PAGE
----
From 2010 to 2017, the world of Despicable Me was thrust upon the general public. It told the story of master villain Gru (Steve Carell) and his army of, well, minions! Baby faced, gibberish speaking, custard-yellow skinned beans who wear blue dungarees and created a whole new pop culture craze. Over $3bn in box-office revenue later including a prequel spin-off, computer games, toys, books and electronics, the Minions are a more powerful brand than Disney's Toy Story when it comes to winning over audiences. The Minions are a cute and crazy collection of creatures (?) who speak to any race, sex, language or persuasion. There is no overt message in how they talk or think, but the one thing they do convey is the enduring power of friendship, loyalty and fun, and that is understood by anyone and everyone.
This second spin-off, prequel/sequel for the Minions brings them back together with Gru, their new and future boss, who begins to develop a life of crime and family-friend villainy in a bid to become the best villain of all time! You may remember from the Despicable Me trilogy, Gru and his Minions have had many life-changing adventures, each with their own unique touch of comedy and heart. Now, it's time to go back and see where it all started, or rather, where it's heading. We left them back in 2015 as their first adventure in the 1960s came to a close, and pick up in the 1970s with eleven year old Gru out to prove his worth and join the famous Vicious 6 gang. It's just not going to be as easy as expected, especially with sneaky double-crossings, dangerous kung-fu chickens and magical medallions in play!
We are heading back to familiar territory with the welcome return of Steve Carrell voicing young Gru in that distinct accent, full of cheek, sly with and semi-despicable attitude you can't help but find amusing. Pierre Coffin is also back as the voice of his many Minions, including frontrunners Kevin, Stuart and Bob, and also a new addition in the likes of braces wearing Otto. The rest of the Minions bumble along in the background for many observational gags and goofs, but it's Kevin, Stuart and Bob who remain the poster boys for this Minions franchise now. Not even Otto stands out as much as hoped, even though he is given a nice little side adventure. The story itself is split, giving three mini narratives of adventure that start together, fan out, and unite for the climax. Gru sets out to learn how to be the best villain he can from legendary crook Wild Knuckles, voiced by Alan Arkin, all the while being chased down by a new master villain, Belle Bottom, voiced by Taraji P. Henson, and her sidekicks in the Vicious 6 gang who are out to harness a powerful Chinese Zodiac medallion to give them unlimited power.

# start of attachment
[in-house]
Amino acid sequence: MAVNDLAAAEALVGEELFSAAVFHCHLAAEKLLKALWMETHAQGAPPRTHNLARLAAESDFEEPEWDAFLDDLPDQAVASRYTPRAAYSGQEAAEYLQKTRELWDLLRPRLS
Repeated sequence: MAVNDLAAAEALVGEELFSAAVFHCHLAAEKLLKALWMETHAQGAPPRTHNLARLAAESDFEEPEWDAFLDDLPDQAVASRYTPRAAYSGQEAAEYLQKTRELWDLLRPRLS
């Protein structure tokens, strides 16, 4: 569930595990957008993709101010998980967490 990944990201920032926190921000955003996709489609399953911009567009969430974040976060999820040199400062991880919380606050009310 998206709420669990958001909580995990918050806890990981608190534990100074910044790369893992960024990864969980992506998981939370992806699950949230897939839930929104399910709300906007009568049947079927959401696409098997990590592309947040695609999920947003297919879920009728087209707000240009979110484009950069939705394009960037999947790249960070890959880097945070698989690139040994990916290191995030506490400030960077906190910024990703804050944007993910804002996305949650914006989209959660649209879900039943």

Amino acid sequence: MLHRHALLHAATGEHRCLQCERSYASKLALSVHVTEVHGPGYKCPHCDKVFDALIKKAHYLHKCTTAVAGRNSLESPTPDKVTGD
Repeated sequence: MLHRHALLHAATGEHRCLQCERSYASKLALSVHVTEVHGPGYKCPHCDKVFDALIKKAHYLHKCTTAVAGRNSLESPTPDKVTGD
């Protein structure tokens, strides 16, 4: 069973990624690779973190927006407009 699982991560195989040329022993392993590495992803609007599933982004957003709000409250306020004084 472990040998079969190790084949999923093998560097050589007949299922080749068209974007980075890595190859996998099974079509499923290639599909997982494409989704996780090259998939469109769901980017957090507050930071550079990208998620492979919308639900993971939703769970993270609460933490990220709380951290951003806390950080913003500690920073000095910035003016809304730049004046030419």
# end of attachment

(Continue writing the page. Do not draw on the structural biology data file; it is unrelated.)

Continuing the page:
Meanwhile, the three Minions are running around trying to find Gru and Knuckles, while evading various calamities such as piloting a passenger plane and learning kung-fu from the chiropractor Master Chow, voice brilliantly by Michelle Yeoh. Still with me? Otto is out on his mission to recover the Chinese Zodiac medallion that Gru managed to steal, but since lost, hence the Vicious 6 hunting him down.